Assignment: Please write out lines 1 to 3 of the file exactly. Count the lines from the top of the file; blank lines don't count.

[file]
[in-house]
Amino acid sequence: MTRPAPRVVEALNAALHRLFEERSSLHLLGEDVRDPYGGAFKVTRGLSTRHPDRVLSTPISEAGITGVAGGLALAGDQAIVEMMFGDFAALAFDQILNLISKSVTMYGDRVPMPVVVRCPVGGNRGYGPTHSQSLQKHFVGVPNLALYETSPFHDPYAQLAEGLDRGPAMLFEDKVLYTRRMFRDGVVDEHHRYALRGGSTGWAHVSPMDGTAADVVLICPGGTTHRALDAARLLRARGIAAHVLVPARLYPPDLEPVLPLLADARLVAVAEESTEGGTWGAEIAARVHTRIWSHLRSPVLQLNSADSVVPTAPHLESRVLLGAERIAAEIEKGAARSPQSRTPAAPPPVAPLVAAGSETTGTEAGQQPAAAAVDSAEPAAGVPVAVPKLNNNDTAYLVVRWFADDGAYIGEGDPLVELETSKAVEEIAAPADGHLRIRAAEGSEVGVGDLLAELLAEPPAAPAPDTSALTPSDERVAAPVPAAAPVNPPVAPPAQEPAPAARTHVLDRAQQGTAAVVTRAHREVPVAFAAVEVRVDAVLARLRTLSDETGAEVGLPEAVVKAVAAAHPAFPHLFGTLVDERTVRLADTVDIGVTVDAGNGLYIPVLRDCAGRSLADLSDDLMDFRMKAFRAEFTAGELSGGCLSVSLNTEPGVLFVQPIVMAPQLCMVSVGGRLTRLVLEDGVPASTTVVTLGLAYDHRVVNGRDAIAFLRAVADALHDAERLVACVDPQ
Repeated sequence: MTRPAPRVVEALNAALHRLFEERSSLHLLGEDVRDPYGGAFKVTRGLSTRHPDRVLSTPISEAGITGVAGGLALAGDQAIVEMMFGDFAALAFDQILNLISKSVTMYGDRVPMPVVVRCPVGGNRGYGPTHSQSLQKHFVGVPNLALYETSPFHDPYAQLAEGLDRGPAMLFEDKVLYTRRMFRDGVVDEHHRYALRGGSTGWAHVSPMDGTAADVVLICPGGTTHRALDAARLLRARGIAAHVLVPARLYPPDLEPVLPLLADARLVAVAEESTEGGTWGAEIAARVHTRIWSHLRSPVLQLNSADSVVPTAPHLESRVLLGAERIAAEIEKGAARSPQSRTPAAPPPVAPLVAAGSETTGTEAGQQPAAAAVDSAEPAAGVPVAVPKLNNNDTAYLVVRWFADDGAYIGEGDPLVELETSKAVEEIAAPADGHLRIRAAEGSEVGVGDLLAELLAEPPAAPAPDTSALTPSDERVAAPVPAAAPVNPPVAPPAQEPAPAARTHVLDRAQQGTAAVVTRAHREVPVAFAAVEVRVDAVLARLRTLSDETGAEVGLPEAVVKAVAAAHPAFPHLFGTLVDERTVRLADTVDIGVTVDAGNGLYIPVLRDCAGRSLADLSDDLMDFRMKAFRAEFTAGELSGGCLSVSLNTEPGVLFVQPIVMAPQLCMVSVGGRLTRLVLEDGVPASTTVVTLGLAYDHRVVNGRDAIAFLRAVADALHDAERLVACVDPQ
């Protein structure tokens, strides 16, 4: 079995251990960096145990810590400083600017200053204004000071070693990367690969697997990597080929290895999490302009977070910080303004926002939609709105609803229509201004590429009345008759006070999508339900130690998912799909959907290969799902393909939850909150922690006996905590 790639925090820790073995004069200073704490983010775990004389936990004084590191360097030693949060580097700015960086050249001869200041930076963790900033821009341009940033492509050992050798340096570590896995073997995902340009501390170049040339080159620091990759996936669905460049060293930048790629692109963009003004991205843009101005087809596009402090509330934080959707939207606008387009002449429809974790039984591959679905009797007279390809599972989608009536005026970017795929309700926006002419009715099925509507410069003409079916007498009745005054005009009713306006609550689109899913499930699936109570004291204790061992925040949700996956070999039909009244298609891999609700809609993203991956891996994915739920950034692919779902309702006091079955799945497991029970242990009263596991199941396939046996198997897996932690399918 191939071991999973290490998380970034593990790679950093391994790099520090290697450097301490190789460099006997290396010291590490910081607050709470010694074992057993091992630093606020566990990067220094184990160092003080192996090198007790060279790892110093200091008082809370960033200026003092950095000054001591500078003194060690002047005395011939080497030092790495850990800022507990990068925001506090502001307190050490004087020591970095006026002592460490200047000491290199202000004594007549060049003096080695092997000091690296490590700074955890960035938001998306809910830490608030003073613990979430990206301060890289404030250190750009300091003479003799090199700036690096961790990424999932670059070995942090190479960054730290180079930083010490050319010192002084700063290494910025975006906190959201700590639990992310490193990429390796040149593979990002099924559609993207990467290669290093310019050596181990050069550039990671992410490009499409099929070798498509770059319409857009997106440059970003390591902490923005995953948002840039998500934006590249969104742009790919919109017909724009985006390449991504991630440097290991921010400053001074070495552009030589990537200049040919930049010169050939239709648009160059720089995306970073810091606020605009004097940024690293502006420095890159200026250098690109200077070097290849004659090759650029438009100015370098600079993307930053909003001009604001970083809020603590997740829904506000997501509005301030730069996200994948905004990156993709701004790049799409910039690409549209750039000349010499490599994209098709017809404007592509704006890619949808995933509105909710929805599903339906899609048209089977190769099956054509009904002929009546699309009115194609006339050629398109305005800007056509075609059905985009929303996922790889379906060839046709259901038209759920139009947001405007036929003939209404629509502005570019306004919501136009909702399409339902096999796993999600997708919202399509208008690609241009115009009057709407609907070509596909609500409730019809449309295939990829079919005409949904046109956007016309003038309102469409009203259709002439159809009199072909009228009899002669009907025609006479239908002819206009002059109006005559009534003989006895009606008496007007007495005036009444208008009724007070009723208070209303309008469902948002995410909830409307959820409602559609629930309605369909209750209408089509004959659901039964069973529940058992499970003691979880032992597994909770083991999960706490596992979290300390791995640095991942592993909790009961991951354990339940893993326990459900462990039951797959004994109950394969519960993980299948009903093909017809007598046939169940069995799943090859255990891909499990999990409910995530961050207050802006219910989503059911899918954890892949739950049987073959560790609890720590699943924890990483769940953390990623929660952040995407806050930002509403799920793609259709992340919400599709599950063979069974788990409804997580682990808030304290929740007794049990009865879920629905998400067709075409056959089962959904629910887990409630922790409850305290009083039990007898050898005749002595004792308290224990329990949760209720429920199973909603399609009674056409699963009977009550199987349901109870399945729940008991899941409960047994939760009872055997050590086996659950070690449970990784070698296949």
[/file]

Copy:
[in-house]
Amino acid sequence: MTRPAPRVVEALNAALHRLFEERSSLHLLGEDVRDPYGGAFKVTRGLSTRHPDRVLSTPISEAGITGVAGGLALAGDQAIVEMMFGDFAALAFDQILNLISKSVTMYGDRVPMPVVVRCPVGGNRGYGPTHSQSLQKHFVGVPNLALYETSPFHDPYAQLAEGLDRGPAMLFEDKVLYTRRMFRDGVVDEHHRYALRGGSTGWAHVSPMDGTAADVVLICPGGTTHRALDAARLLRARGIAAHVLVPARLYPPDLEPVLPLLADARLVAVAEESTEGGTWGAEIAARVHTRIWSHLRSPVLQLNSADSVVPTAPHLESRVLLGAERIAAEIEKGAARSPQSRTPAAPPPVAPLVAAGSETTGTEAGQQPAAAAVDSAEPAAGVPVAVPKLNNNDTAYLVVRWFADDGAYIGEGDPLVELETSKAVEEIAAPADGHLRIRAAEGSEVGVGDLLAELLAEPPAAPAPDTSALTPSDERVAAPVPAAAPVNPPVAPPAQEPAPAARTHVLDRAQQGTAAVVTRAHREVPVAFAAVEVRVDAVLARLRTLSDETGAEVGLPEAVVKAVAAAHPAFPHLFGTLVDERTVRLADTVDIGVTVDAGNGLYIPVLRDCAGRSLADLSDDLMDFRMKAFRAEFTAGELSGGCLSVSLNTEPGVLFVQPIVMAPQLCMVSVGGRLTRLVLEDGVPASTTVVTLGLAYDHRVVNGRDAIAFLRAVADALHDAERLVACVDPQ
Repeated sequence: MTRPAPRVVEALNAALHRLFEERSSLHLLGEDVRDPYGGAFKVTRGLSTRHPDRVLSTPISEAGITGVAGGLALAGDQAIVEMMFGDFAALAFDQILNLISKSVTMYGDRVPMPVVVRCPVGGNRGYGPTHSQSLQKHFVGVPNLALYETSPFHDPYAQLAEGLDRGPAMLFEDKVLYTRRMFRDGVVDEHHRYALRGGSTGWAHVSPMDGTAADVVLICPGGTTHRALDAARLLRARGIAAHVLVPARLYPPDLEPVLPLLADARLVAVAEESTEGGTWGAEIAARVHTRIWSHLRSPVLQLNSADSVVPTAPHLESRVLLGAERIAAEIEKGAARSPQSRTPAAPPPVAPLVAAGSETTGTEAGQQPAAAAVDSAEPAAGVPVAVPKLNNNDTAYLVVRWFADDGAYIGEGDPLVELETSKAVEEIAAPADGHLRIRAAEGSEVGVGDLLAELLAEPPAAPAPDTSALTPSDERVAAPVPAAAPVNPPVAPPAQEPAPAARTHVLDRAQQGTAAVVTRAHREVPVAFAAVEVRVDAVLARLRTLSDETGAEVGLPEAVVKAVAAAHPAFPHLFGTLVDERTVRLADTVDIGVTVDAGNGLYIPVLRDCAGRSLADLSDDLMDFRMKAFRAEFTAGELSGGCLSVSLNTEPGVLFVQPIVMAPQLCMVSVGGRLTRLVLEDGVPASTTVVTLGLAYDHRVVNGRDAIAFLRAVADALHDAERLVACVDPQ